by Ola Salwa
- BERLINALE 2020: The latest effort by Christian Petzold, which is competing for the Golden Bear, is a love story with a mystical twist but will leave your eyes dry
German helmer Christian Petzold returns to the Berlinale two years after the premiere of Transit [+see also:
interview: Christian Petzold
interview: Franz Rogowski
film profile], which was a well-received, intriguing story of a man trapped in a French city during World War II. This time, it’s Petzold’s film that seems to be stuck: between the real and the unreal, the literal and the metaphorical. All of this means that a screening of Undine [+see also:
interview: Christian Petzold
film profile] drags on like the interminable wait for a late-night flight.
The script was inspired by the story of a mythical being that – in short – lives in fresh water and kills men who betray the one they love. It’s a bold move for Petzold, whose previous films revolved around people entangled in the traumatic events of Europe’s recent history and who were, more or less literally, in transition. These stories were well structured, and although they were tinged with mystery or had a slightly lucid dream-like quality, they felt real and tangible, while Undine has an unhurried, emotional tempo and makes it hard for the viewer to connect with characters.
The modern nymph, Undine (a spectacular, but somewhat lost, Paula Beer), works in a museum, explaining to foreign guests the nuances of Berlin’s architecture, describing its style and introducing the centres of the former East and West parts of the city. It’s a somewhat vague metaphor for the whole film, which attempts to bring two opposing elements into conflict: male and female, the human and the mythical, the corporeal and the aquatic.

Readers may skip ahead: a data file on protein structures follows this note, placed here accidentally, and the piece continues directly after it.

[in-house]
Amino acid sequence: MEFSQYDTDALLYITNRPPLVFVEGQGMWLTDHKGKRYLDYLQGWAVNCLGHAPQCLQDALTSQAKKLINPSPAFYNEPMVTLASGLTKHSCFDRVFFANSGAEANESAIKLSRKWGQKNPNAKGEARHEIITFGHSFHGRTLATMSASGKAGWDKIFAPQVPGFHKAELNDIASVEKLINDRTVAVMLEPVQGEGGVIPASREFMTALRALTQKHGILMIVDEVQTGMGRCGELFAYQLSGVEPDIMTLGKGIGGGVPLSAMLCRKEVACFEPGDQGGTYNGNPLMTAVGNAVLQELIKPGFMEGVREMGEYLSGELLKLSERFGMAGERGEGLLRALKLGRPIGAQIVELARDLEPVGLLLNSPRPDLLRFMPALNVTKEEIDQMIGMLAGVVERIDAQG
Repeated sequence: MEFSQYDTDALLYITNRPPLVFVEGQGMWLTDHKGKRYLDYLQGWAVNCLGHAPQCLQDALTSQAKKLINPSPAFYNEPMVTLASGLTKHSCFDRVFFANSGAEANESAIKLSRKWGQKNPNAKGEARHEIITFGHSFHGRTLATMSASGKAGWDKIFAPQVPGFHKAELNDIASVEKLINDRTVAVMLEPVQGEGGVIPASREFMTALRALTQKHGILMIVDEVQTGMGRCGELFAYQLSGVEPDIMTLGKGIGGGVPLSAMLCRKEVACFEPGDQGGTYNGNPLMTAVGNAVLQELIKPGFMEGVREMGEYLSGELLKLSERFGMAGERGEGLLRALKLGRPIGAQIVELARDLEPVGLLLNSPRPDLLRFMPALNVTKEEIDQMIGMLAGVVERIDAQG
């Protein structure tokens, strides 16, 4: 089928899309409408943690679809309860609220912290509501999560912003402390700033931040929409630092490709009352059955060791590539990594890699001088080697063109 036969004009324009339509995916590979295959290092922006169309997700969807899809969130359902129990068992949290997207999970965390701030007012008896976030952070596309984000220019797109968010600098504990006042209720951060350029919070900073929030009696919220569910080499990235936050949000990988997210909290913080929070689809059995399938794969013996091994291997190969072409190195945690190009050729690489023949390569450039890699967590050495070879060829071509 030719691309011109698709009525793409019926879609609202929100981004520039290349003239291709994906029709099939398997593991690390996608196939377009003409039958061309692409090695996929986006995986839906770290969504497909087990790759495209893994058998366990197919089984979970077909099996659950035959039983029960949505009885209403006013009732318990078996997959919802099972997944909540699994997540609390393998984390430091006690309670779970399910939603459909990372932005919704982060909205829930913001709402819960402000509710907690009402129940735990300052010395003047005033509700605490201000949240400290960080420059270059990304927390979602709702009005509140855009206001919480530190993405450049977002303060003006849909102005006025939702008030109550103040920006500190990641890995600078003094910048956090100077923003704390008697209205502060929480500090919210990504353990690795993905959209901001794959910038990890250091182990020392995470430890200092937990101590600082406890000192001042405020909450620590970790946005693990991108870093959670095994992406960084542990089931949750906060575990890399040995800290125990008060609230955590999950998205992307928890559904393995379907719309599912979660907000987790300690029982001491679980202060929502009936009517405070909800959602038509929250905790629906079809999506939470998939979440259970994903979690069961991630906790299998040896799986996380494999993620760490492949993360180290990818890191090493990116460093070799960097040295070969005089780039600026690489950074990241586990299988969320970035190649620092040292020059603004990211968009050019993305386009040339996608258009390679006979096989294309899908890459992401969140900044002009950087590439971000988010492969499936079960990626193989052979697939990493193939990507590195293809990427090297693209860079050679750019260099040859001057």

The conclusion that the feature comes to is less cerebral than that – you either love a person that you are with, or you are doomed. When we meet Undine, her jerk of a boyfriend Johannes (Jacob Matschenz) dumps her for another woman. But she won’t go down without a fight: Undine threatens to kill Johannes if he doesn’t change his mind and return to her. Even if her words sound ridiculous, her eyes are deadly serious. The lover leaves anyhow; soon, and out of the blue, a new man appears in Undine’s life – a guy called Christoph (Franz Rogowski), who works mainly underwater, and is warm, gentle and good-hearted. The two begin a romantic relationship, but Undine’s secret nature makes her behaviour grow erratic, and this sabotages their blossoming love. At a certain point, it’s no longer clear who the real protagonist of the film is: Undine? Or Christoph? Or maybe it’s the lover, who is currently in a state of emotional abandonment? It’s not ambiguous; it’s simply unclear, and so is the tone of the film – it’s not surreal enough to be considered a modern reworking of a myth (Poland’s The Lure [+see also:
interview: Agnieszka Smoczyńska
film profile] having done so successfully with sirens), and not real enough to be emotionally engaging. And quite possibly, the movie’s target audience, who one can only imagine is a population made up of mermaids and nymphs, may be fairly small, too.
Undine was produced by Florian Koerner von Gustorf and Michael Weber, of Germany’s Schramm Film Koerner & Weber, and co-produced by Margaret Menegoz, of France’s Les Films du Losange. The Match Factory holds the worldwide rights.
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